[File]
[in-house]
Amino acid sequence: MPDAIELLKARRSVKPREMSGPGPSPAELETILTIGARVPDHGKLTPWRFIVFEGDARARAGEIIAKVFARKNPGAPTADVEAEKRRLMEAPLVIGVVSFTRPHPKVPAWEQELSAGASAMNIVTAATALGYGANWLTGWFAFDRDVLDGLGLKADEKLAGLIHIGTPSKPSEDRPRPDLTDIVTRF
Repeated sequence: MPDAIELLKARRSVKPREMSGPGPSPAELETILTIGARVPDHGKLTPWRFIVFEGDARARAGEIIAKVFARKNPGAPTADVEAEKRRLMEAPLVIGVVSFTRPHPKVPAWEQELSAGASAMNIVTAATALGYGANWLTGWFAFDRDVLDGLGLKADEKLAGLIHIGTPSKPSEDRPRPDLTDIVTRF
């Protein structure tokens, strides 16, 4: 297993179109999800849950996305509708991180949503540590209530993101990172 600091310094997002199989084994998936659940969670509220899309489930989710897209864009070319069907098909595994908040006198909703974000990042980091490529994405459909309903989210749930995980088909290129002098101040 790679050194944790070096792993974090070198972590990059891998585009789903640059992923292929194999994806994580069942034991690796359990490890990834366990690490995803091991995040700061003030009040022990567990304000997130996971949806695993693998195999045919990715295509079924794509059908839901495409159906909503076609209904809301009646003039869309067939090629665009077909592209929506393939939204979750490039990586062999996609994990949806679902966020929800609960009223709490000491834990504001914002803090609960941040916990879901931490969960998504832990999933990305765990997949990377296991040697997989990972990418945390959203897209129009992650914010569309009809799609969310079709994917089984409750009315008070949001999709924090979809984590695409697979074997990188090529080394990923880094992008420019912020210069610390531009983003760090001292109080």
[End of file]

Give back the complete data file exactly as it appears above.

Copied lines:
[in-house]
Amino acid sequence: MPDAIELLKARRSVKPREMSGPGPSPAELETILTIGARVPDHGKLTPWRFIVFEGDARARAGEIIAKVFARKNPGAPTADVEAEKRRLMEAPLVIGVVSFTRPHPKVPAWEQELSAGASAMNIVTAATALGYGANWLTGWFAFDRDVLDGLGLKADEKLAGLIHIGTPSKPSEDRPRPDLTDIVTRF
Repeated sequence: MPDAIELLKARRSVKPREMSGPGPSPAELETILTIGARVPDHGKLTPWRFIVFEGDARARAGEIIAKVFARKNPGAPTADVEAEKRRLMEAPLVIGVVSFTRPHPKVPAWEQELSAGASAMNIVTAATALGYGANWLTGWFAFDRDVLDGLGLKADEKLAGLIHIGTPSKPSEDRPRPDLTDIVTRF
């Protein structure tokens, strides 16, 4: 297993179109999800849950996305509708991180949503540590209530993101990172 600091310094997002199989084994998936659940969670509220899309489930989710897209864009070319069907098909595994908040006198909703974000990042980091490529994405459909309903989210749930995980088909290129002098101040 790679050194944790070096792993974090070198972590990059891998585009789903640059992923292929194999994806994580069942034991690796359990490890990834366990690490995803091991995040700061003030009040022990567990304000997130996971949806695993693998195999045919990715295509079924794509059908839901495409159906909503076609209904809301009646003039869309067939090629665009077909592209929506393939939204979750490039990586062999996609994990949806679902966020929800609960009223709490000491834990504001914002803090609960941040916990879901931490969960998504832990999933990305765990997949990377296991040697997989990972990418945390959203897209129009992650914010569309009809799609969310079709994917089984409750009315008070949001999709924090979809984590695409697979074997990188090529080394990923880094992008420019912020210069610390531009983003760090001292109080």